No question the Penn Slammer series is a classic spinning reel and the symbol of a fishing reel that is really tough. The Penn Slammer III is a more than worthy successor with modern reel technology and new features. Also the main problem of the old Slammer, the not so good line laying, is solved. I bought the Penn Slammer 3 as a reel for the Daiwa Prorex and my upcoming holiday on the Canary Islands and here is my first impression The test will be extended as soon as I have fished more with the reel.
Before I buy a reel I do a lot of research and the reason is you are my readers. Of course with cheap reels I also buy faster and risk a bad buy, but with the Slammer I had no worries. So the reviews and videos I have watched are all clear and the reel is great, especially for the price. Because saltwater suitable and robust reels usually cost much more, the Slammer 3 with its ~100-160 € depending on the reel size is almost a “bargain”.
My first impression and novelties of the III
My first impression of the Slammer is quite clear: great reel with interesting design and great and well thought out new features. Some things have not changed, thank God, and so the Penn
Slammer is again a full metal reel, which is a guarantee for its robustness. Other things have not changed at Penn. The reel is really well greased and no matter if you take off the brake knob or turn the crank: the blue Penn reel grease will do the trick. Here there is a big difference to Daiwa and Shimano rollers, which are oiled and only very economical. Penn doesn’t spill grease, but rather uses it to make a big splash. This further contributes to the robustness of the roller, even if it has the disadvantage that the roller does not turn as easily in the shop. The other brands just don’t turn as easily after half a year of fishing. The Penn will survive years without maintenance with the grease bath, and the grease on the reel helps to make it waterproof.
That’s what the new Penn Slammer III does compared to the old version
The new Slammer doesn’t turn as easy as my old retracted Slammer 460, but that should change soon, when the grease is better distributed. Nevertheless the high gear ratio is noticeable. But there are also many new and positive innovations of the Slammer 3.
- It is much lighter and smaller than the old
- The line is laid even with thinner braided top
- The spool is sealed
- Completely new design
- Higher gear ratio
- There are rings on the spool which indicate the line fill level
- The large crank handle turns very easily and can be replaced
- The axle is a little thinner, but still thicker than on other spinning reels
I have now had the Slammer with me on some spinning trips on pike on the lake and have now been able to outwit the odd esox with it on my rod. Spooled with a braided 20 lb line (0,23) I never had problems with wigs or the like. The winding pattern is good and the line hanger has never just been folded down for me. Only in the cold the metal crank knob gets a bit cold. Fishing with gloves is the order of the day here. For pike I had to turn the reel much slower because of the high gear ratio, especially in winter you have to pull yourself together to keep the lure from passing the mouth of the pike.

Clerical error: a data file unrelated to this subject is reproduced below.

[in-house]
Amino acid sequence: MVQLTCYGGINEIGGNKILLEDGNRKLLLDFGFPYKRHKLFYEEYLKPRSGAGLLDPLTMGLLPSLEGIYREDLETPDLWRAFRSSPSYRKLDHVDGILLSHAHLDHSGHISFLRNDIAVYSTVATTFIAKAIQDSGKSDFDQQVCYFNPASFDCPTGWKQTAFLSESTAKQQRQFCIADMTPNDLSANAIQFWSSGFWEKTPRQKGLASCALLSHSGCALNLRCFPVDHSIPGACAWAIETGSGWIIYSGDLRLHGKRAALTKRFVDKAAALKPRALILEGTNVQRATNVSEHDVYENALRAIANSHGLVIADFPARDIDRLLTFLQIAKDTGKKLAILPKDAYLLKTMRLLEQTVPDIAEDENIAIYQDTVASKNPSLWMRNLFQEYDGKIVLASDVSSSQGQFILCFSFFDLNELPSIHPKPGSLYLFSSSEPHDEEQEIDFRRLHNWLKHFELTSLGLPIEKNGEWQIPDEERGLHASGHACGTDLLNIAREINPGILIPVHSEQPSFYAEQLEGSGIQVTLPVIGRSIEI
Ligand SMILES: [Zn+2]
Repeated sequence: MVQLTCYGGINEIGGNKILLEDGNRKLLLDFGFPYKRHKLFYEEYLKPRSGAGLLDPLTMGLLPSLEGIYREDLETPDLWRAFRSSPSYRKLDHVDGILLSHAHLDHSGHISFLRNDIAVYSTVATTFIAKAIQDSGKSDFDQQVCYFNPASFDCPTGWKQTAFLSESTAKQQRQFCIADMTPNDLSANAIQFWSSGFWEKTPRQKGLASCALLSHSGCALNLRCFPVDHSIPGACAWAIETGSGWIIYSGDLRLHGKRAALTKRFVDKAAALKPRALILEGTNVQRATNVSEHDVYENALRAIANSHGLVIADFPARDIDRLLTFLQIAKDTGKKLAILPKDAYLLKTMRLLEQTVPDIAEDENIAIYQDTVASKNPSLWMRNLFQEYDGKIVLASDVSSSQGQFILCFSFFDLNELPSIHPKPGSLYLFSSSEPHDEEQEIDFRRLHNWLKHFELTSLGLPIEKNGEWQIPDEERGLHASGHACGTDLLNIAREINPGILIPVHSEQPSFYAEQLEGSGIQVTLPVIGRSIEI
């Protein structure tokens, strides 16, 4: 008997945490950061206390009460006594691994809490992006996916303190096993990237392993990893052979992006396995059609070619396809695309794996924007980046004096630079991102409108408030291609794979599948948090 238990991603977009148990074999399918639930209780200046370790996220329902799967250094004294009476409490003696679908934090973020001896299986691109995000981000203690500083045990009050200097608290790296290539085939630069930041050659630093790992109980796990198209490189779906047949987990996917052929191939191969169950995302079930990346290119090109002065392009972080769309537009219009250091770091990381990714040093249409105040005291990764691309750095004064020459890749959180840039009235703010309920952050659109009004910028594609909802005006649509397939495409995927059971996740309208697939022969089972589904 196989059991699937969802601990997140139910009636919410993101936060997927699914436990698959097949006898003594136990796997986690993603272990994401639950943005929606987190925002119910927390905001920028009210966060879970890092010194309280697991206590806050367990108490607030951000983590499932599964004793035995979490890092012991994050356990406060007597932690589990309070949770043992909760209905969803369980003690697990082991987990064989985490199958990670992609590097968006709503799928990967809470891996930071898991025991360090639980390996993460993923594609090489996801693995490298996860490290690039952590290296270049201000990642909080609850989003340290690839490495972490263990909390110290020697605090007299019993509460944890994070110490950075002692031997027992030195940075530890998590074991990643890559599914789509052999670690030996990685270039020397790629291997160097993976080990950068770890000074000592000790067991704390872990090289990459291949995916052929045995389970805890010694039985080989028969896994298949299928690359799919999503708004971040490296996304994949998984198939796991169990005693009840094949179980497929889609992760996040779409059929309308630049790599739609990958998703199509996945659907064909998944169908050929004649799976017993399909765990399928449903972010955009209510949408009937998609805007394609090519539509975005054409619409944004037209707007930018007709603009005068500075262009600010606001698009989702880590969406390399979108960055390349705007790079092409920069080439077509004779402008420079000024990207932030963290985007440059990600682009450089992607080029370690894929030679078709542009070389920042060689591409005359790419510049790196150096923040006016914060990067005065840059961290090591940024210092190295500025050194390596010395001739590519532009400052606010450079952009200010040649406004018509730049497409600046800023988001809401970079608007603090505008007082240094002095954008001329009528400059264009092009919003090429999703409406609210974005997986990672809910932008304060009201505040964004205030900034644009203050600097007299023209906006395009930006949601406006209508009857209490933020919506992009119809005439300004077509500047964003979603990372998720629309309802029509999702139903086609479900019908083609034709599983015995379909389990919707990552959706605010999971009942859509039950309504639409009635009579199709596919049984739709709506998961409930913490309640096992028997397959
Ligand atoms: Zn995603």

Of course I had no problems with the reel during the fight: the reel is really strong.
But the next test of the reel is still to come: spin fishing in salt water for bonitos, big garfish and bluefish in just under two weeks. Of course I will report how I did with the reel.
The Slammer III is suitable for this
The smallest reel of the Slammer is a 3500 reel, which already suggests the area of application of the reel series: here we are talking about big fish where robustness is required. The smaller two versions are ideal for fishing for pike and zander but also cod and any small and medium-sized marine predators. Even warm-blooded smaller predators from southern climes should grab the small Slammer reels. The reel can also handle bigger lures and especially jerks and poppers, other stationary reels are not so slammers. The bigger versions are then for the really big fish, like here in freshwater catfish or in the sea then everything that makes the rod really crooked.
Especially the high gear ratio makes this reel perfect for fast predators, no matter if for speedjigging or fast leading of plugs. Obviously for pike spinning you have to turn the reel slower and a hard start when starting the crank is noticeable, but this is completely normal for 6.2:1 ratios. I can imagine the smallest of the Slammer 3 reels also very well on a long sea trout rod for spin fishing for trout and cod, because it balances the long rods with its high weight very well.
For those who like it fast even in the big reel sizes, Penn launched the Penn Slammer III HS last year. HS stands for High Speed, a high gear ratio with high line pull. But for anglers in this country it is not very interesting, except for holidays in the south and fishing for big and very fast fish, like GT, Wahoo and Co.
The Slammer III models in the overview
Alternatives to the Slammer
If you like it a bit lighter, the Daiwa BG is a good choice. The Daiwa sea reel is available for a little less money and has become very popular with sea anglers around the world since its launch.
The old Penn slammer was a reel that anglers who treated their tackle roughly and badly or simply wanted a sturdy workhorse, wanted. The new one now also satisfies more demanding requirements, although it is not immediately super smooth, but you can save yourself the maintenance for a while. It is a recommendable spinning reel that is worth every cent and I am looking forward to many years with the Slammer 3. Of course the reel weighs a bit more than plastic spinning reels but that is the price you have to pay for a full metal body. I think the reel is just awesome!